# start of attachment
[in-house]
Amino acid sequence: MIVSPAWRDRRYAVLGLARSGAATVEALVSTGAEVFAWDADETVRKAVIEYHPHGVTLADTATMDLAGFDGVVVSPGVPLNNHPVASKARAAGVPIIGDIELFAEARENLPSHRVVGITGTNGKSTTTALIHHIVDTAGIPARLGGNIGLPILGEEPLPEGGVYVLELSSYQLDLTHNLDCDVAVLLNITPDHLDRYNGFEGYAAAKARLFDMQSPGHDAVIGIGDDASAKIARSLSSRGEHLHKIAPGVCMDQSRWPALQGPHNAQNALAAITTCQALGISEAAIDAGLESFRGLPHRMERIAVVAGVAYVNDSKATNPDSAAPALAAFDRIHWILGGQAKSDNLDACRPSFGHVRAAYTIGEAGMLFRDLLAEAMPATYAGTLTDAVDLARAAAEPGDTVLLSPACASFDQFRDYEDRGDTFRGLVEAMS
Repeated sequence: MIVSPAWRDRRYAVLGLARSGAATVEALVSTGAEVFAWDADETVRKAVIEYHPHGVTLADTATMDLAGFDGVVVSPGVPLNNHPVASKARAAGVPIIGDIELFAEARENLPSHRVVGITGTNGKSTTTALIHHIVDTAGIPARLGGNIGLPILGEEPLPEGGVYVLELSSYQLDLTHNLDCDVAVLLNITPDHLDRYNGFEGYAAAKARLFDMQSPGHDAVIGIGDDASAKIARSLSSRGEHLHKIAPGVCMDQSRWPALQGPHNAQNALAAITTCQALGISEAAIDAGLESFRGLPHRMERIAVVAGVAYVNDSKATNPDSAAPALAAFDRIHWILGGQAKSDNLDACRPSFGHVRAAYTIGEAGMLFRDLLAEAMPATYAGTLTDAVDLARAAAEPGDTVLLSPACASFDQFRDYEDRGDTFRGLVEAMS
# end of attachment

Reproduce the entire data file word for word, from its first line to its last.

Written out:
[in-house]
Amino acid sequence: MIVSPAWRDRRYAVLGLARSGAATVEALVSTGAEVFAWDADETVRKAVIEYHPHGVTLADTATMDLAGFDGVVVSPGVPLNNHPVASKARAAGVPIIGDIELFAEARENLPSHRVVGITGTNGKSTTTALIHHIVDTAGIPARLGGNIGLPILGEEPLPEGGVYVLELSSYQLDLTHNLDCDVAVLLNITPDHLDRYNGFEGYAAAKARLFDMQSPGHDAVIGIGDDASAKIARSLSSRGEHLHKIAPGVCMDQSRWPALQGPHNAQNALAAITTCQALGISEAAIDAGLESFRGLPHRMERIAVVAGVAYVNDSKATNPDSAAPALAAFDRIHWILGGQAKSDNLDACRPSFGHVRAAYTIGEAGMLFRDLLAEAMPATYAGTLTDAVDLARAAAEPGDTVLLSPACASFDQFRDYEDRGDTFRGLVEAMS
Repeated sequence: MIVSPAWRDRRYAVLGLARSGAATVEALVSTGAEVFAWDADETVRKAVIEYHPHGVTLADTATMDLAGFDGVVVSPGVPLNNHPVASKARAAGVPIIGDIELFAEARENLPSHRVVGITGTNGKSTTTALIHHIVDTAGIPARLGGNIGLPILGEEPLPEGGVYVLELSSYQLDLTHNLDCDVAVLLNITPDHLDRYNGFEGYAAAKARLFDMQSPGHDAVIGIGDDASAKIARSLSSRGEHLHKIAPGVCMDQSRWPALQGPHNAQNALAAITTCQALGISEAAIDAGLESFRGLPHRMERIAVVAGVAYVNDSKATNPDSAAPALAAFDRIHWILGGQAKSDNLDACRPSFGHVRAAYTIGEAGMLFRDLLAEAMPATYAGTLTDAVDLARAAAEPGDTVLLSPACASFDQFRDYEDRGDTFRGLVEAMS